Academic journal article The Journal of Negro Education

Youth's Perceptions of Race, Class, and Language Bias in the Courts

Academic journal article The Journal of Negro Education

Youth's Perceptions of Race, Class, and Language Bias in the Courts

Article excerpt

The number of young people who have experience with the court system has increased significantly over the last few years. There is, however, a scarcity of research on young people's attitudes toward the court system. The purpose of this research, therefore, was to examine young people's perception of race, class, and language bias in the court system. One hundred thirty-nine young people from diverse racial/ethnic backgrounds who were detained at either the training school or enrolled in a community program completed a survey booklet containing questions about the court system. Minority youth were more negative in their perceptions of judges and court workers than nonminority youth. In addition, training school youth were more negative than community teens. Educational implications of the research findings are discussed.

In our society, youth is present only when its presence is a problem, or is regarded as a problem-- disinterested tracts emanating from the social sciences at those times when young people make their presence felt by going "out of bounds," by resisting through rituals, dressing strangely, striking bizarre attitudes, breaking rules, breaking bottles, windows, heads, issuing rhetorical challenges to the law. (Hebdige, 1988)

Over the past few years, a great deal of media attention has focused on the legal system in the United States. This attention has ranged from increased public reporting of trials by the media to an increase in the number of national and state surveys on the topic. This was especially evident in the 1990s during the wave of lethal school shootings like the one at Columbine High School. The public outcry over these incidents suggested that the presence of youth and their juvenile delinquent activities had indeed become a problem. Consequently, a widespread overhaul of the juvenile justice system occurred in the United States. This led to an increase in the number of youth who were transferred from juvenile court and sentenced in adult courts and, if convicted, sent to adult prisons. In addition, the number of young people sentenced to prison for life (juvenile lifers) increased. These changes support Hebdige's (1988) contention that youth are perceived as a problem when they make their presence known. Although a great deal of research on juvenile crime statistics has been done, there is a paucity of research on youth's perception of the court system. This is important in light of youth's increasing participation in the court system for such things as rape, murder, armed robbery, and assault. The increased media attention has also focused attention, in part, on controversial issues like racial profiling, and the disproportionate number of minority adult and juvenile detainees currently in the system. Taken together, these incidents have raised several questions as to the fairness and effectiveness of the criminal justice system and have thus resulted in a change in the American public's perception of the courts (Rottman & Tomkins, 1999). More specifically, these perceptions appear to have separated along racial lines.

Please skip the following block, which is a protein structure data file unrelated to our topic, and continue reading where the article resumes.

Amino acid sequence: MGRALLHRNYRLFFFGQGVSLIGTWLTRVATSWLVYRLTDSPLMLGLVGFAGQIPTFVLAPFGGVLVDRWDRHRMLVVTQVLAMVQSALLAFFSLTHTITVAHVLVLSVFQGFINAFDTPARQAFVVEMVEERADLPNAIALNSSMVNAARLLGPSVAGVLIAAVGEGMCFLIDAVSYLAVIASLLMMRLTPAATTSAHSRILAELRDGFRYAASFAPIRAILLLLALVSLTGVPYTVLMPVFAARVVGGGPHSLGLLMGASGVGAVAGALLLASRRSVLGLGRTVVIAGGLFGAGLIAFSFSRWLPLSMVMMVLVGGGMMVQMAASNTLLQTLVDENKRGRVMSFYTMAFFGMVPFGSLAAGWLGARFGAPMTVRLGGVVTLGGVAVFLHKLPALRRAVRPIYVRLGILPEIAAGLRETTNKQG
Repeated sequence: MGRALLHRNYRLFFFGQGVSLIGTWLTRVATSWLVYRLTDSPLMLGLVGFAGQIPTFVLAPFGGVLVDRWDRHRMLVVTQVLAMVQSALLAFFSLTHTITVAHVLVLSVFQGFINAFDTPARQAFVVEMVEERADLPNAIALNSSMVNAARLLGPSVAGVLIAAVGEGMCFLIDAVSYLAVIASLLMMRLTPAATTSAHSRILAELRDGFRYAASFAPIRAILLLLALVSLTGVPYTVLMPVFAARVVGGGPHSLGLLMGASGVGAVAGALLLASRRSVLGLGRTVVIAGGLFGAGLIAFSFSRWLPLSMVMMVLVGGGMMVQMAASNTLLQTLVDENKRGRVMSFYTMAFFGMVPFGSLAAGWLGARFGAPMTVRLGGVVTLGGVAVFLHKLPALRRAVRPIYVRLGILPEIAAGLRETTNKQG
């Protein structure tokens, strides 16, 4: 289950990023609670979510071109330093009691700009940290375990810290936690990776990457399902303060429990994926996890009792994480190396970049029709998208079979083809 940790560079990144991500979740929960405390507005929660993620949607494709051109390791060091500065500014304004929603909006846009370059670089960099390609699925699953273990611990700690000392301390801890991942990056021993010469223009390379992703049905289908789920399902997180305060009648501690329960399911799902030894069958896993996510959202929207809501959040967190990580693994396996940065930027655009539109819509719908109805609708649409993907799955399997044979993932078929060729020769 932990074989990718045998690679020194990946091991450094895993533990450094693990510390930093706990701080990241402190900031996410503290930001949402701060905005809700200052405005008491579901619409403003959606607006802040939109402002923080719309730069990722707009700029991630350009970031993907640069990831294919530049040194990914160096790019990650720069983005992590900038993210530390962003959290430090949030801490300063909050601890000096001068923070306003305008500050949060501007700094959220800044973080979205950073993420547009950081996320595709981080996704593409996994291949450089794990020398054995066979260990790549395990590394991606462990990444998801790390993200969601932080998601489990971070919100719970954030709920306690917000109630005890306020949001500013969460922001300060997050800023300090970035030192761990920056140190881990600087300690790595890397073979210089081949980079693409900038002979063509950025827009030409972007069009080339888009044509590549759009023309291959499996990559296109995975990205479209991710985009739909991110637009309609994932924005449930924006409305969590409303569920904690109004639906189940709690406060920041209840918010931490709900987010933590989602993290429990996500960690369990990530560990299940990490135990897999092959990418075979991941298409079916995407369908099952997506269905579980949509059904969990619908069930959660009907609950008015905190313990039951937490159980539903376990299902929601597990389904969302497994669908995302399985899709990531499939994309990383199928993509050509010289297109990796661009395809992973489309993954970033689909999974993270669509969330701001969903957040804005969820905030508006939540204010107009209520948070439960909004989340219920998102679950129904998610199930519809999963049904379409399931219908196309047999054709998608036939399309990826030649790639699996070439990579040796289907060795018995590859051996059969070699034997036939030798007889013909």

Political Involvement and Attitudes of Youth

Research suggests that members of Generation X and Generation Y are less engaged politically than any other previous generation (Soule, 2001).1 This disengagement might be due to relative disinterest in social and political issues. It might also be indicative of a certain degree of confidence in how the political and social systems operate. According to data compiled by the Department of Justice (Sourcebook of Criminal Justice Statistics, 2000), 28% of 18-29 year olds have a great deal of confidence in the criminal justice system in the United States while 32% report that they have little to no confidence. These findings are supported by a poll (cited in Sourcebook of Criminal Justice Statistics, 2000) taken of high school seniors in the graduating class of 2000. It was found that while 29.5% of Whites in this age group express positive attitudes towards the courts, only 22. …

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